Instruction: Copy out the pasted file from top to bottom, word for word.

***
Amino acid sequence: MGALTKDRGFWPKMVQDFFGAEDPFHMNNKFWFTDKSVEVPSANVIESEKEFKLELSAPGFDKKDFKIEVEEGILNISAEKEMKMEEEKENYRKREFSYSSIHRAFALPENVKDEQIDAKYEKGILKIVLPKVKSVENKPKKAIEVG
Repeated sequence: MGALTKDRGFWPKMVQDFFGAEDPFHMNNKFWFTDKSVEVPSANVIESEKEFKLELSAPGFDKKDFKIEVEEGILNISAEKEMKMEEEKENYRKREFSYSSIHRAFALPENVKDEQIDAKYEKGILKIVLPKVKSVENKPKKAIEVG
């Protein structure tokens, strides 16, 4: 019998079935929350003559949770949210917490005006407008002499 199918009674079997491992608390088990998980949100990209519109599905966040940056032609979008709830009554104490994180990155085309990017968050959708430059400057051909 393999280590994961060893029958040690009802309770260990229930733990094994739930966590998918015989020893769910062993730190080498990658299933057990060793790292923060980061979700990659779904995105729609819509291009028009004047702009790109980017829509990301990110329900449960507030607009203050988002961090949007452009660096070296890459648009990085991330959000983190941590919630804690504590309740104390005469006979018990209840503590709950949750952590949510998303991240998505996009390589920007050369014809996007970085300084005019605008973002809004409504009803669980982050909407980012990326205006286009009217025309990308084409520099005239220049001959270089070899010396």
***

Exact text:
Amino acid sequence: MGALTKDRGFWPKMVQDFFGAEDPFHMNNKFWFTDKSVEVPSANVIESEKEFKLELSAPGFDKKDFKIEVEEGILNISAEKEMKMEEEKENYRKREFSYSSIHRAFALPENVKDEQIDAKYEKGILKIVLPKVKSVENKPKKAIEVG
Repeated sequence: MGALTKDRGFWPKMVQDFFGAEDPFHMNNKFWFTDKSVEVPSANVIESEKEFKLELSAPGFDKKDFKIEVEEGILNISAEKEMKMEEEKENYRKREFSYSSIHRAFALPENVKDEQIDAKYEKGILKIVLPKVKSVENKPKKAIEVG
């Protein structure tokens, strides 16, 4: 019998079935929350003559949770949210917490005006407008002499 199918009674079997491992608390088990998980949100990209519109599905966040940056032609979008709830009554104490994180990155085309990017968050959708430059400057051909 393999280590994961060893029958040690009802309770260990229930733990094994739930966590998918015989020893769910062993730190080498990658299933057990060793790292923060980061979700990659779904995105729609819509291009028009004047702009790109980017829509990301990110329900449960507030607009203050988002961090949007452009660096070296890459648009990085991330959000983190941590919630804690504590309740104390005469006979018990209840503590709950949750952590949510998303991240998505996009390589920007050369014809996007970085300084005019605008973002809004409504009803669980982050909407980012990326205006286009009217025309990308084409520099005239220049001959270089070899010396």